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Skagway, Alaska is the kind of place that you just know has some interesting facts about it. This quirky little town would normally be off-the-beaten-path – but the cruise companies almost all visit it for its historic significance, colorful buildings, and oddball Alaskan charm. And yes, there are loads of fascinating Skagway facts you’ll learn when you visit and take a tour.
If you want to learn more about Skagway now before visiting, read on. I’ve pulled together a list of facts about Skagway that run the gamut: from history to geography to life in this corner of The Last Frontier. By the end, you’ll know about Skagway from its Gold Rush beginnings to its “moon-y” “happy endings.” (You’ll get it when you read it!)
In this post, I promote travel to a destination that is the Lingít Aaní of the Áak’w Ḵwáan (Tlingit) people. With respect, I make a formal land acknowledgment, extending my appreciation and respect to the past and present people of these lands. To learn more about the peoples who call these lands home, I invite you to explore Native Land.
Featured photo copyright Frank Flavin, provided courtesy of Visit Skagway
History Facts about Skagway
Skagway is one of Alaska’s most historically-fascinating towns. It has colorful characters, fascinating facts, and yes – of course – a gold rush. Here are some of the most interesting history facts about Skagway.
- Skagway’s original name, Skagua, means “Home of the North Wind” in Tlingit. The Tlingit people still live in Southeast Alaska.
- Skagway was Alaska’s first incorporated city. It was incorporated on June 28, 1900, one day before Juneau.
- During the Gold Rush, Skagway had a population of around 10,000 people. By June 1898, Skagway was the largest city in Alaska, but today only around 900 people call Skagway home year-round.
- Speaking of the Gold Rush, here’s a bummer for you: over 60,000 people died in Dyea, Skagway, or on one of the trails trying to reach the Klondike goldfields, including several hundred in a single avalanche.
- Jack London, author of The Call of the Wild, traveled the Chilkoot Trail in 1897. There are even scenes from some of the movie adaptations of his book that were shot in Dyea.
- Skagway’s most famous citizen is Jefferson Randolph Smith, also known as Soapy Smith. He was an American con artist and gangster in the American frontier; he died in a shoot-out in 1898 and is buried in the Skagway cemetery.
- John W. Nordstrom, the future founder of Nordstrom’s department store, spent two years in the Klondike during the Gold Rush. He earned $13,000 from a gold-mine stake (almost $400,000 in today’s money) before returning to Seattle and starting his business.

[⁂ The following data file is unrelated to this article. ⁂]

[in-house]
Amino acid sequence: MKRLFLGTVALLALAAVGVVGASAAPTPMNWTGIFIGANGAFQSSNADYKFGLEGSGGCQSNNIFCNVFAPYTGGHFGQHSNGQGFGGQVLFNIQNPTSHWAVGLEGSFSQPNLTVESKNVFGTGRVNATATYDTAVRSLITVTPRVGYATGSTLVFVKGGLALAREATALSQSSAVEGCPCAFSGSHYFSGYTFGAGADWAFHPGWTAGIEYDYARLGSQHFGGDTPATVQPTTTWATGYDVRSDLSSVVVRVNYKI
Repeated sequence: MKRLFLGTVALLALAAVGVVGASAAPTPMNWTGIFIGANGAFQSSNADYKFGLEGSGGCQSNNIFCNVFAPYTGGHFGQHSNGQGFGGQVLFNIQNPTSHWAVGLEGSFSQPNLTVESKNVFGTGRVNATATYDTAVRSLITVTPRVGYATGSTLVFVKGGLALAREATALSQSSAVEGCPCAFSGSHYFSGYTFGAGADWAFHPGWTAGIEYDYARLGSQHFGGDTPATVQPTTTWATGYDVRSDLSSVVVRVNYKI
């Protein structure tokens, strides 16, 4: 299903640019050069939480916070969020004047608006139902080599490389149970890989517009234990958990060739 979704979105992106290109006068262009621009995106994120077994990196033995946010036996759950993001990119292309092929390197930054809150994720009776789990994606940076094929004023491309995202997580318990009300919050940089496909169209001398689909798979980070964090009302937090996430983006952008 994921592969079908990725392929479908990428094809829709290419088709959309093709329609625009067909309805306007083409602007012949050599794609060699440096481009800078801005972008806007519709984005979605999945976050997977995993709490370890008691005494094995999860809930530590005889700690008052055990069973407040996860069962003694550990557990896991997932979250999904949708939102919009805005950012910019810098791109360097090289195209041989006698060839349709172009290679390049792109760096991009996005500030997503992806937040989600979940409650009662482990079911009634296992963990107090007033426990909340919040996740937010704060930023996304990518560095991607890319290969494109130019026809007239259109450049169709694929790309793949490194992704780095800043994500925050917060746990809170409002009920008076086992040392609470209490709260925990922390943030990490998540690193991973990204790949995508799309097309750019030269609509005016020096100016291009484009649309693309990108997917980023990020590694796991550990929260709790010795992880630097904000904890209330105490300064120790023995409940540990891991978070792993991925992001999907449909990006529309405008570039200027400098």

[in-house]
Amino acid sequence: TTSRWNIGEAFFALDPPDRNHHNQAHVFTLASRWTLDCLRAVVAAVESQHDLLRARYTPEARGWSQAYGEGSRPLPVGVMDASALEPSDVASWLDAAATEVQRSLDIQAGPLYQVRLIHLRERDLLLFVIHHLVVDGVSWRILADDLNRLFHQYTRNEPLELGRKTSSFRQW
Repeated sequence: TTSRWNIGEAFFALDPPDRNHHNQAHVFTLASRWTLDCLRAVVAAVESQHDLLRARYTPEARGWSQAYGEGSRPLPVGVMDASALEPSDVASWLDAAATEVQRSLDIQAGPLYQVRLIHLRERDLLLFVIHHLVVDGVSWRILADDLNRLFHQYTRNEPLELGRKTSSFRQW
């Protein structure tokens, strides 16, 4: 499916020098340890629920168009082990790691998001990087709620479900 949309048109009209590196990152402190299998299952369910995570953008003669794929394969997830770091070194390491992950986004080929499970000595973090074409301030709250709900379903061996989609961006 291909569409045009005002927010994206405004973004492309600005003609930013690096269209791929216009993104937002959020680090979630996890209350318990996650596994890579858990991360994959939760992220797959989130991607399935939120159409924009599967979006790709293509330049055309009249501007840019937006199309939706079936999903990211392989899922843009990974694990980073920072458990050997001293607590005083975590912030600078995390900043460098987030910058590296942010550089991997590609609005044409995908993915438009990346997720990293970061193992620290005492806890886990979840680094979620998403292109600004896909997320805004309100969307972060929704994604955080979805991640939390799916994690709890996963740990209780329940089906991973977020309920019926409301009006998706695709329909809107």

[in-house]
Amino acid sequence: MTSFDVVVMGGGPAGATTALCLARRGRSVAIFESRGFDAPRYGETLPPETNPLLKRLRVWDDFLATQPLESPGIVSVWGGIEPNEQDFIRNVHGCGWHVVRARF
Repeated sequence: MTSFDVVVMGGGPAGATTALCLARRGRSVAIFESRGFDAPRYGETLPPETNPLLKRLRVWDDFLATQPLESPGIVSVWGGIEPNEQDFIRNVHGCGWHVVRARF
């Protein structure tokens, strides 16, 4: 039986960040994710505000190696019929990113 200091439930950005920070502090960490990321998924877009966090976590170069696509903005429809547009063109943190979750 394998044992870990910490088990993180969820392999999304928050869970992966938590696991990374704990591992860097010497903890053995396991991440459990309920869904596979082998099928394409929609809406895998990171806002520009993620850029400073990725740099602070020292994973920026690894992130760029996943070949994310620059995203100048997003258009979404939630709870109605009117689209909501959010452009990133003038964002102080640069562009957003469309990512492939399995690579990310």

Skagway Geography Facts
Like many Alaskan towns along the Inside Passage, Skagway has a unique geography. Here are some facts to help you make sense of it – but a map will help make the picture clearer!
- Skagway is one of only three cities in Southeast Alaska accessible by road – but the only road into Skagway comes from the Yukon Territory, Canada.
- It is only 50 miles from Skagway to the Yukon Territory. The Klondike (where mining prospectors were headed) is 500 miles away.
- Skagway is a zero-stoplight town: the closest stoplight to Skagway is over 100 miles away in Whitehorse, Canada. That is also the location of the nearest McDonald’s.
- Skagway is located at the terminus of the Lynn Canal; it is the deepest and longest fjord in North America.
Facts about Skagway Life
Life in Skagway is… unique, to say the least! The town population swells each summer, but a handful of hardy locals stay to call it home all year long. Here’s a little bit about what life in Skagway is like.
- Unlike other cities in Southeast Alaska that receive a lot more rain, Skagway only gets 26 inches of precipitation a year. There usually isn’t much snow.
- The hottest day on record in Skagway was 91°F in 2004; the coldest recorded temperature was -38°F in the winter of 1975. (1975 was also the hottest ever recorded in Juneau – even though the two cities are only 100 miles apart!)
- There are only five bars in Skagway: The Red Onion Saloon, Bonanza Bar & Grill, The Station, The Skagway Brewing Company, and Happy Endings. Yes, that last one refers to what you’re thinking; it’s located in the Morning Wood Hotel.
- Skagway holds the Guinness World Record for the most people in an egg toss. 1,162 people participated stretching six blocks across town. How’s that for notoriety!
Other Curious Skagway Facts
I always find a few extra interesting facts when researching these posts; here are the funky and odd Skagway facts I discovered while researching this cruise port.
- The Golden North Hotel is the oldest hotel in Alaska. Oh, and it’s haunted, of course.
- The Arctic Brotherhood Hall is purported as the most photographed building in Alaska. There are at least 8,883 driftwood sticks nailed to its facade.
- Though the Gold Rush ended over 120 years ago, around 2,000 people still hike the Chilkoot trail every year. The trail is 33 miles long and takes 3-5 days to complete.
- The cruise industry is a huge part of Skagway’s local economy: nearly one million people visit Skagway annually, almost all of them on cruise ships.
- To make this possible, Skagway has some of the most expansive port facilities in Alaska. Skagway can dock up to five cruise ships at a time, and a sixth boat can anchor-out and tender passengers in.
- While local residents generally love tourists (or their dollars!), there is a funny tradition when the last cruise ship pulls away each autumn: residents line the dock and moon the passengers!
Do you know any other facts about Skagway? Let me know in the comments if you have any questions.
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